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from Dayton Daily News


Pet snake’s bite kills firefighter

Anti-venom arrives just minutes before death


By Lou Grieco and Brandelyn Hall

DAYTON | A Dayton firefighter died Monday at the University of Cincinnati Hospital after being attacked by a poisonous pet snake Sunday night, a hospital spokeswoman said.

Michael Peterman, 48, of 2645 Collins Ave. was pronounced dead at 3:17 p.m., the Hamilton County Coroner's office said. An autopsy is planned for today.

An anti-venom flown in from Miami-Dade County in Florida arrived at the Cincinnati airport at 3 p.m., but Peterman died before the anti-venom was delivered to the hospital, said Robert Dees, hospital spokesman.

Peterman was known to Dayton firefighters as a collector of snakes and lizards who was occasionally called out to deal with reptiles.

The snake that bit Peterman was identified as an African rhino viper by exotic animal rescuer Tim Harrison. Harrison, who is also an Oakwood police officer, said the reptile is very aggressive and capable of striking quickly when threatened or hungry.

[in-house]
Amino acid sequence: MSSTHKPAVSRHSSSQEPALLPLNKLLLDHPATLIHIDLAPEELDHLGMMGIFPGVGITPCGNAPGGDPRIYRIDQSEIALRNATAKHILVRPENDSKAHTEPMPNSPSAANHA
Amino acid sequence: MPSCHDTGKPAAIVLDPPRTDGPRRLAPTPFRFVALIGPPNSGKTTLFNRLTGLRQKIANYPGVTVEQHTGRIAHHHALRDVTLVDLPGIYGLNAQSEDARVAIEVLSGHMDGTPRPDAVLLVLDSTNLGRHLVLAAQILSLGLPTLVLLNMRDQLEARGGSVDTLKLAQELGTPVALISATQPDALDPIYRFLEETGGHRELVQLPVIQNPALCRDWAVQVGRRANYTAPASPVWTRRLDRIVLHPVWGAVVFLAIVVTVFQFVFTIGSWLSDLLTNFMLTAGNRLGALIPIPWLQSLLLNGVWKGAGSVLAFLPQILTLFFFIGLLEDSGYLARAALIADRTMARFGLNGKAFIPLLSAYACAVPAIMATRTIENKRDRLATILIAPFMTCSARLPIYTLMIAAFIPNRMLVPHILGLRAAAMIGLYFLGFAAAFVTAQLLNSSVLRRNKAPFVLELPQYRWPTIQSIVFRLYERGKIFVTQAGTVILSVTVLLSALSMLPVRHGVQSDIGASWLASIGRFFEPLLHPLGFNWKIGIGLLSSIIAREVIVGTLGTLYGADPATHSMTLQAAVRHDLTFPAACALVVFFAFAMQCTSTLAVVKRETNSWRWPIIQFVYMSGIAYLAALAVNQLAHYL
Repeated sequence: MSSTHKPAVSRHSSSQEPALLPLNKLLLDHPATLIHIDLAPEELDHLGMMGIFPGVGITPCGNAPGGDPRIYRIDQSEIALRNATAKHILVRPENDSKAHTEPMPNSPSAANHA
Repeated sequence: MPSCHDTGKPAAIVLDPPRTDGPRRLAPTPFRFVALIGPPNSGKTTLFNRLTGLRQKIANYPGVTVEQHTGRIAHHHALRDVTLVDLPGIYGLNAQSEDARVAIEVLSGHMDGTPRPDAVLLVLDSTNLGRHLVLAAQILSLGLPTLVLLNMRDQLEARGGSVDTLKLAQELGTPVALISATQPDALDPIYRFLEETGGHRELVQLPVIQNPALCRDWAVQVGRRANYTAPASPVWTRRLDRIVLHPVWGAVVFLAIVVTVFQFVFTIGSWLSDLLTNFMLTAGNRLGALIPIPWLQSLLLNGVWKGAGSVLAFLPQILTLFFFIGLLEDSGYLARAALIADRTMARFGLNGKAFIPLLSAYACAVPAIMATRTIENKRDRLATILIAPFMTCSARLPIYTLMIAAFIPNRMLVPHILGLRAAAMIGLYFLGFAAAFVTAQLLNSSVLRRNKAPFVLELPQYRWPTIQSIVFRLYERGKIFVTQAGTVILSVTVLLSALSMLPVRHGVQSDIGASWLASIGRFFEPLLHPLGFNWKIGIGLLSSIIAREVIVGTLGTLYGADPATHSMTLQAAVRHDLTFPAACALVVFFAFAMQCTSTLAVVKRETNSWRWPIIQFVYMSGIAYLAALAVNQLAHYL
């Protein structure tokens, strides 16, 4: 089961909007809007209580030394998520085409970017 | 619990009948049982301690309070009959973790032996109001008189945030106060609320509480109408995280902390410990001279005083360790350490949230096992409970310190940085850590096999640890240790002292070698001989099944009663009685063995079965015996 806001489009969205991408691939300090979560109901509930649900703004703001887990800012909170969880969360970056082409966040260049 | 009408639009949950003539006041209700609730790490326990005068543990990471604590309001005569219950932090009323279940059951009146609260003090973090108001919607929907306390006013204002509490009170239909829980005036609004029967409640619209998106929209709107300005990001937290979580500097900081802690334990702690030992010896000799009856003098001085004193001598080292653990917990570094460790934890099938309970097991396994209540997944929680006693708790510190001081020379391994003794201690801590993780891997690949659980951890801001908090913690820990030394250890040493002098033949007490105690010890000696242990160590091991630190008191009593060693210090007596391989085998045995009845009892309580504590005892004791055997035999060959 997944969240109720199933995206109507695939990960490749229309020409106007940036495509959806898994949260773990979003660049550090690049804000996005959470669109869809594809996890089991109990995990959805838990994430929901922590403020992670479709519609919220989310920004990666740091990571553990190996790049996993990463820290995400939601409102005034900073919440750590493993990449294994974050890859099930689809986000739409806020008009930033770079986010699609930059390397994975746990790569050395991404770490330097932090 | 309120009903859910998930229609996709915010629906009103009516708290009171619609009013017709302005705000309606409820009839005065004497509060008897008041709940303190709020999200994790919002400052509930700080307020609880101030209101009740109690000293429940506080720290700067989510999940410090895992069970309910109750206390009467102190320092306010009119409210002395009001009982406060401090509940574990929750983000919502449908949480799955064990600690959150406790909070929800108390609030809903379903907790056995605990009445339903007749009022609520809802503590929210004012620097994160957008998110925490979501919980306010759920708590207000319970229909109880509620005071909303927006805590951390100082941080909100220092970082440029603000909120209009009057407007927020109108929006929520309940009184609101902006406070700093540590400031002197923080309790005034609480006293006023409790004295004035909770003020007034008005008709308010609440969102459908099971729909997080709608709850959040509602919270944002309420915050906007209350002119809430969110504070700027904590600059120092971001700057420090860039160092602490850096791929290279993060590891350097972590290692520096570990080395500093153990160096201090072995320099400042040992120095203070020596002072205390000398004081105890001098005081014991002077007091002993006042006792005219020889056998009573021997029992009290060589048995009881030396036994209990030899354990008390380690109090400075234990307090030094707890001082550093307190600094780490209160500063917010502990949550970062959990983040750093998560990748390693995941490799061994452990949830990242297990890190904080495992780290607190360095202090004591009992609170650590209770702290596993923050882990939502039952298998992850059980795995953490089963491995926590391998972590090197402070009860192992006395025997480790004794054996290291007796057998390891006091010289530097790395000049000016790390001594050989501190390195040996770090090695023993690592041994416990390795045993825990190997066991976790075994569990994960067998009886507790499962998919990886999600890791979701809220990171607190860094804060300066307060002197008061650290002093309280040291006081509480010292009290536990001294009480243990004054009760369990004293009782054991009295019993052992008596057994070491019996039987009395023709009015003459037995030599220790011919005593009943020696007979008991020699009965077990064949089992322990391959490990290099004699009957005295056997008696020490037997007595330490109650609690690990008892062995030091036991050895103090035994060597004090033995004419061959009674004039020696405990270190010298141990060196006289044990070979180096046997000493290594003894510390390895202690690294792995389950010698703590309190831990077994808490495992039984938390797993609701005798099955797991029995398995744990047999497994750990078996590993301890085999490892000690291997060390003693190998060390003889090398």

Harrison, who founded the group Outreach for Animals to rescue exotic animals and to educate the public about them, said he was called by the hospital to identify and take care of the snake after the bite.

He said he believes the attack happened after Peterman accidentally hit the snake while trying to feed it.

The African rhino viper is considered to be one of the most dangerous snakes in Africa. Native to the tropical forests of central and west Africa, the snake can grow up to 4 feet in length. The rhino viper's venom attacks the circulatory system, destroying tissue and blood vessels. Its name comes from the two or three distinctive "horns" it has above each nostril.

The snake that attacked Peterman is at Heaven's Corner Zoo for Endangered Animals in West Alexandria.

Officials with the Fire Department and Dayton Firefighters Local 136 declined to comment Monday.

Peterman was off duty July 31, 1998, when someone found a python under a truck parked at Benham's Caterers and Restaurant at 209 Warren Street, just down the street from Company 11. Firefighters from the station picked up the snake, placed it in a 55-gallon trash can, then called Peterman.

Peterman told the firefighters it appeared healthy and well fed and probably had been someone's pet. He declined an offer to adopt the python because he had no cage large enough.

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